Well, I have finished - sort of - the main pieces of baby furniture that
I've been working on. These consist of a crib, cradle and *temporary*
changing table. I saw temporary, because I initially intended, and still
plan to finish, to build a nice chest of drawers/cabinet style changing
table made of solid ash, but I have been having a terrible time getting the
panels to stay flat and since SWMBO is due this week, I figured I better
whip up a changing table of some sort so that we had something, albeit
Here's a brief description of each piece. And the link to the pictures:
I built this first and it is solid ash. I used the Wood plan for the
pendulum cradle. It was very straightforward to build and I'm happy with
the construction. It is very solid and stable and swings very nicely. I
changed the dimensions from the plan to accomodate a full-size cradle
mattress (18"x36", IIRC). I'm sure you've seen dozens of these posted over
the years. I believe someone posted one only a few months ago, in fact.
The finish is another story - I really can't stand it. My wife didn't want
anything "dark" in the nursery, but she doesn't care for lightly colored
wood finishes, so she asked (and you know what that means when it's a
pregnant SWMBO) that I do a pickled finish. She further instructed that I
"distress" the surface. I used 2 coats of General Finishes "Whitewash" EF
water-based stain. I basically flooded the surface, waited approx. 5
minutes and wiped off the excess. I honestly didn't have any idea what
"distressed" was supposed to look like, so I moved stain around, and got a
little overeager when I sanded, as you can see. But, SWMBO initially said
she liked it, so I put 3 coats of General Finishes EF Polyacrylic Blend
water-base finish on the surface. This product was a dream to use. It
didn't really build up very much, but it really is crystal clear and was
extremely easy to apply.
This is also built from plans, this time from Woodsmith for the Heirloom
Crib. I bought the plans, as well as the hardware kit. This was probably
the easiest woodworking project I've every built. There were no glue-ups to
deal with, so other than regular milling of the rough ash, stock prep was a
piece of cake. The design is extremely easy to build. There was a
discussion in the rec a little while ago about cutting a groove for mortises
with a dado blade and then using spacer fill blocks to offset slats. That's
how this design was built (as was the cradle). It definitely saves time,
but I wasn't very happy with the results. For the "majority" of spacers the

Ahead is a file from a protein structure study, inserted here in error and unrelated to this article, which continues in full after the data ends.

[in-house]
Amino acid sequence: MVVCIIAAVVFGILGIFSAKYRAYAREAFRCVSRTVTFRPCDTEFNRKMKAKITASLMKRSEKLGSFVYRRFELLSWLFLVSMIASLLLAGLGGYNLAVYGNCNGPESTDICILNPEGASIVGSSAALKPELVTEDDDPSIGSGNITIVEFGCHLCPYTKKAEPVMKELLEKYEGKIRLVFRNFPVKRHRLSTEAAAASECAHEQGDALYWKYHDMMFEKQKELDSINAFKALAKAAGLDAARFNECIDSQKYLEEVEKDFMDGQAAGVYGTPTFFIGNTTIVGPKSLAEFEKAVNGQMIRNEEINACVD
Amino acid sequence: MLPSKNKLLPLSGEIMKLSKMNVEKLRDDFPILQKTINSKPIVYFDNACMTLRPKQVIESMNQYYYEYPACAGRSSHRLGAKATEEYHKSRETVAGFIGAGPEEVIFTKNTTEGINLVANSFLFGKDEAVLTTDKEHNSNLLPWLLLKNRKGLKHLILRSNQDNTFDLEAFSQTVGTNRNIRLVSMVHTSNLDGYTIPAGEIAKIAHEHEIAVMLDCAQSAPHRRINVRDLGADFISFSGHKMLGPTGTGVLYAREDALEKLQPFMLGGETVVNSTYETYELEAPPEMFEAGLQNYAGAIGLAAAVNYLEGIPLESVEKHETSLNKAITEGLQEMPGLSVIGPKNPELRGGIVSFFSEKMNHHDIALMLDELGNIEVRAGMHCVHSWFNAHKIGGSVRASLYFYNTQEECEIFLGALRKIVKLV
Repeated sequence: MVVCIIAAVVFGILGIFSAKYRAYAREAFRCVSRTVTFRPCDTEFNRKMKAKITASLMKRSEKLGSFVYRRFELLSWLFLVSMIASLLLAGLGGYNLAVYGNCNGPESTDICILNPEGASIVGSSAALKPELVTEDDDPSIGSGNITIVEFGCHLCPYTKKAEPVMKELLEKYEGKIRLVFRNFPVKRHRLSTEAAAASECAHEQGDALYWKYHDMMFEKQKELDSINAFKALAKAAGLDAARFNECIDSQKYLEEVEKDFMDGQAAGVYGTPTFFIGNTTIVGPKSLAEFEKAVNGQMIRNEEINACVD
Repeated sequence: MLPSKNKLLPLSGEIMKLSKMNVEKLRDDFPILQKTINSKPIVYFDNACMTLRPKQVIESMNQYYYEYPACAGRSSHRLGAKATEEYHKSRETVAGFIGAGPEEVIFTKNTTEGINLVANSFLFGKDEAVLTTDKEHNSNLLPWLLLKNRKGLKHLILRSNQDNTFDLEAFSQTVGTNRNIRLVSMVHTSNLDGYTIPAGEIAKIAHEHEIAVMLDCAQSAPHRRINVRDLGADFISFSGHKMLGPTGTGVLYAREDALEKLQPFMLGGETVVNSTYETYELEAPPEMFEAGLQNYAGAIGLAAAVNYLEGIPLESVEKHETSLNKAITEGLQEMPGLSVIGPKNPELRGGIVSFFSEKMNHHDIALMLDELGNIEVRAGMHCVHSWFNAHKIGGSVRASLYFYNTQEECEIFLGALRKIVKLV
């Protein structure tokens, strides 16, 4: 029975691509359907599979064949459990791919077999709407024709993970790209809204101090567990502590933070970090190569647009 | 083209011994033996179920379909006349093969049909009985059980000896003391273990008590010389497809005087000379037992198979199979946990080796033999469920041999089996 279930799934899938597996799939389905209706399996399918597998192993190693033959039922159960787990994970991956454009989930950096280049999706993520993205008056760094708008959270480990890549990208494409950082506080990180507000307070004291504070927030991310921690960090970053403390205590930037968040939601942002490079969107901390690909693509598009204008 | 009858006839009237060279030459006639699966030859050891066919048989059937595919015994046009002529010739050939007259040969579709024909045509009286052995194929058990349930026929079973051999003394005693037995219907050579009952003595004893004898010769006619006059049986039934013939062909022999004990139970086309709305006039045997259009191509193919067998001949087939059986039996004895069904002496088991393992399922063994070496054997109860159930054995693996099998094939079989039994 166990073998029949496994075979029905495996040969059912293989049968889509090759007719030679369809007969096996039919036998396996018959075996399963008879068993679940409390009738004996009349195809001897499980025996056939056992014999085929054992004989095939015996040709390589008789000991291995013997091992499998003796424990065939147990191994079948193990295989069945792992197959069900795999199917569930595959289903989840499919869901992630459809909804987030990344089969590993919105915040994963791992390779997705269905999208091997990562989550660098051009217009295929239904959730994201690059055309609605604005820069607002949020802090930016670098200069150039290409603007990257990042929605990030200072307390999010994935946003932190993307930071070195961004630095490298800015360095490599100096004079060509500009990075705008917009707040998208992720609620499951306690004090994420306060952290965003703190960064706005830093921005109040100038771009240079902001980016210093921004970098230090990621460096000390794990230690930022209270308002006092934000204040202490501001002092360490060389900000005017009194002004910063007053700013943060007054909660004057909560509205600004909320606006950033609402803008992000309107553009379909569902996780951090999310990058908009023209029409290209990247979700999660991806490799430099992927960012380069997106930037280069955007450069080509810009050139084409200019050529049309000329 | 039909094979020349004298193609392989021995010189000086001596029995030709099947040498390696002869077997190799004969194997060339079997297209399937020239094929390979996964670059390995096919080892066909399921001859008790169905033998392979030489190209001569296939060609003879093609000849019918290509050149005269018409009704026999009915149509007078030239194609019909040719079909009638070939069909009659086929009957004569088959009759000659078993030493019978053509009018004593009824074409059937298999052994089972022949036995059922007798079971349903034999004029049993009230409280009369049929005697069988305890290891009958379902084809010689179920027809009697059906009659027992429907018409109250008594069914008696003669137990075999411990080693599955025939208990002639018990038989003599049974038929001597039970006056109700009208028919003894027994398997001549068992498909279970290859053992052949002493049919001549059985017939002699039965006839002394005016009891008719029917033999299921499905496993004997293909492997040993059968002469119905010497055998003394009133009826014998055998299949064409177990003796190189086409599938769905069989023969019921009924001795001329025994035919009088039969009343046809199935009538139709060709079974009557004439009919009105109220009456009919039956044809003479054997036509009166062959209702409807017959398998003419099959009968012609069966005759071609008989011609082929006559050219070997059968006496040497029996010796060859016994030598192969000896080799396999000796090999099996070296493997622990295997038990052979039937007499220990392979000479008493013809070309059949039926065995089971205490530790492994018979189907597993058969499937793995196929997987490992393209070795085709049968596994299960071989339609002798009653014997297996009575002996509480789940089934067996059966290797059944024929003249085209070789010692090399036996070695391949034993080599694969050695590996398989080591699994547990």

fit was just right and little to no gap is visible, but for a few, after the
glue dried, some small gaps appeared. Probably due to my not using enough
glue, clamping pressure, etc. The construction of the crib is very solid,
and I like the simple design. The hardware kit was complete, and went
together fairly easily, although there is a little resistance when raising
and lowering the sides, so I have to wax up the guide rod or something.
The finish was exactly the same as the crib, except this time SWMBO and I
decided not to distress the surface. I think the result is much more
pleasing. I won't say I actually "like" white stain, but at least the
finish looks pretty uniform. This time around I made sure I thoroughly
raised the grain with some distilled water before starting the finishing
process and sanded with 320 grit before starting with the stain. I paid
more attention to getting even coverage with the stain, and I didn't sand at
all between coats of stain or the polyacrylic finishes - just a light
sanding with 320 grit after the final coat was applied.
This one was copied from a picture in a catalog SWMBO showed me. The
construction couldn't be simpler. I think the total for materials used was
about $50. The base frame is made of poplar and is held together with
mortise and tenon joinery. This was my first chance to use my Jet mortiser
(purchased after the crib and cradle were done, darn it) and it was great.
It is just a simple frame, all 90 degree joints. The shelves are 1/2" MDF
and the top and guard rail are 3/4" MDF. To support the shelves I glued and
nailed poplar support strips along the entire lower edge of the
corresponding rails. I used my new (I've been on a shopping spree hehe)
Senco 23-guage pin nailer. What a joy! The top was attached using pocket
hole joinery vertically through the upper rails and glue. I was very happy
with how snug this got the top and there were really no gaps anywhere
between the top and the rails/posts. I used a multiprofile router bit to
decorate the top edge of the table and a cove bit on the underside of the
top, to reduce the thickness of the edge. I overhung the top on all sides
by 1". Finally, I mitered and glued the guard rail together. No biscuits
here, I couldn't find the manual to my porter-cable plate joiner and I
didn't want to mess with changing out the blade to do face frame biscuits.
I just used a bessey strap clamp and the miters came out just right. I then
biscuited into the bottom of the frame and into the top of the table and
glued the frame in place. I found out that it is a PITA to try to clamp
things in this fashion using cauls. I really needed some large capacity
(and many of them) cabinet clamps. I ended up putting a big piece of 3/4"
MDF on top and putting a big pile of ash on top of it. It worked pretty
good, but I wasn't able to wipe up the squeeze out inside the frame. The
finish is a coat of latex primer and only one coat of Benjamin Moore Ivory
(?), I think. It is the same as the trim in the nursery.
Sorry for the long descriptions. I've been working on these things for a
few months, so I figured a few words about them would be helpful.
Any feedback is greatly appreciated!